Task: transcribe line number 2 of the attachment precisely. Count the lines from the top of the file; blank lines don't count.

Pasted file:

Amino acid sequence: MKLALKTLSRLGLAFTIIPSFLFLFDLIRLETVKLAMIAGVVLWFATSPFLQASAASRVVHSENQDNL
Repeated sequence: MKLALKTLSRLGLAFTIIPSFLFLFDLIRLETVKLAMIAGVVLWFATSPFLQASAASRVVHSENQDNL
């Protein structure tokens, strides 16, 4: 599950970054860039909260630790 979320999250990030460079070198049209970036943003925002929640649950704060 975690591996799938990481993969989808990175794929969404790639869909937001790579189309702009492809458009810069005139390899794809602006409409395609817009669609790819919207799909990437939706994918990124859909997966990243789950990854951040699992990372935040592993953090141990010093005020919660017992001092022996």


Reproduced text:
Repeated sequence: MKLALKTLSRLGLAFTIIPSFLFLFDLIRLETVKLAMIAGVVLWFATSPFLQASAASRVVHSENQDNL